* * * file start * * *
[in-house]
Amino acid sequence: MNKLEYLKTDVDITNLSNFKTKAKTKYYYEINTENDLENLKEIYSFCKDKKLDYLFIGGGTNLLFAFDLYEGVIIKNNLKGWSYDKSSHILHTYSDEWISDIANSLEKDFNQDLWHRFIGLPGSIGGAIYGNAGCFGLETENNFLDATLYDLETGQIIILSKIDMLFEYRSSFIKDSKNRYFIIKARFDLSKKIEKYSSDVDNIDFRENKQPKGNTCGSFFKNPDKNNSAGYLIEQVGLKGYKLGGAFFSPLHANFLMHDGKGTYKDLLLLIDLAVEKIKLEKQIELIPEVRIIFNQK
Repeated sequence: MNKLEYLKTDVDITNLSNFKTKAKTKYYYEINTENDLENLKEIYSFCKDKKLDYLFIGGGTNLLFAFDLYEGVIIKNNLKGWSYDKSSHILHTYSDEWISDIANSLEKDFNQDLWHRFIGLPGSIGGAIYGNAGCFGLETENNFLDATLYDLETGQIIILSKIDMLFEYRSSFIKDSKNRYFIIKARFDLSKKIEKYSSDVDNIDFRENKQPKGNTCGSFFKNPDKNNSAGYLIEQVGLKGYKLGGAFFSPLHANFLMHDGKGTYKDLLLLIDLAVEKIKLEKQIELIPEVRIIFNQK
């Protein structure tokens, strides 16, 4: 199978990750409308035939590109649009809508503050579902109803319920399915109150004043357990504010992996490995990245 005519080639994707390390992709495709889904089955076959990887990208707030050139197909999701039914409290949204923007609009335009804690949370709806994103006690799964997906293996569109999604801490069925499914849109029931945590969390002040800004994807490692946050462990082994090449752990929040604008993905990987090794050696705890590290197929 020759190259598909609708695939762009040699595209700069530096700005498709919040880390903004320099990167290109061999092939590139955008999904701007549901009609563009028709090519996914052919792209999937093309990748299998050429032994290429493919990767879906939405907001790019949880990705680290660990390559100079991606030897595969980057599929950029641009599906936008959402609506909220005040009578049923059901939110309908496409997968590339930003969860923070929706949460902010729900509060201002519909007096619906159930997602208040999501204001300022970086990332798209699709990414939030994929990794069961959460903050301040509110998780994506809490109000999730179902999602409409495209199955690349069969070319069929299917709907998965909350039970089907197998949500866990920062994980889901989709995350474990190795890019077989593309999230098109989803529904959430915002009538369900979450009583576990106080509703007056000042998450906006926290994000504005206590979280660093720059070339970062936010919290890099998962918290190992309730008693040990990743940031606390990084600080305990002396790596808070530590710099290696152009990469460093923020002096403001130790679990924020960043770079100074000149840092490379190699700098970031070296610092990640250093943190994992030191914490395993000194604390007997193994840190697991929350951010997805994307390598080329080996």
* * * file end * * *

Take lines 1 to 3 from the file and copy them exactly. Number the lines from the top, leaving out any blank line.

[in-house]
Amino acid sequence: MNKLEYLKTDVDITNLSNFKTKAKTKYYYEINTENDLENLKEIYSFCKDKKLDYLFIGGGTNLLFAFDLYEGVIIKNNLKGWSYDKSSHILHTYSDEWISDIANSLEKDFNQDLWHRFIGLPGSIGGAIYGNAGCFGLETENNFLDATLYDLETGQIIILSKIDMLFEYRSSFIKDSKNRYFIIKARFDLSKKIEKYSSDVDNIDFRENKQPKGNTCGSFFKNPDKNNSAGYLIEQVGLKGYKLGGAFFSPLHANFLMHDGKGTYKDLLLLIDLAVEKIKLEKQIELIPEVRIIFNQK
Repeated sequence: MNKLEYLKTDVDITNLSNFKTKAKTKYYYEINTENDLENLKEIYSFCKDKKLDYLFIGGGTNLLFAFDLYEGVIIKNNLKGWSYDKSSHILHTYSDEWISDIANSLEKDFNQDLWHRFIGLPGSIGGAIYGNAGCFGLETENNFLDATLYDLETGQIIILSKIDMLFEYRSSFIKDSKNRYFIIKARFDLSKKIEKYSSDVDNIDFRENKQPKGNTCGSFFKNPDKNNSAGYLIEQVGLKGYKLGGAFFSPLHANFLMHDGKGTYKDLLLLIDLAVEKIKLEKQIELIPEVRIIFNQK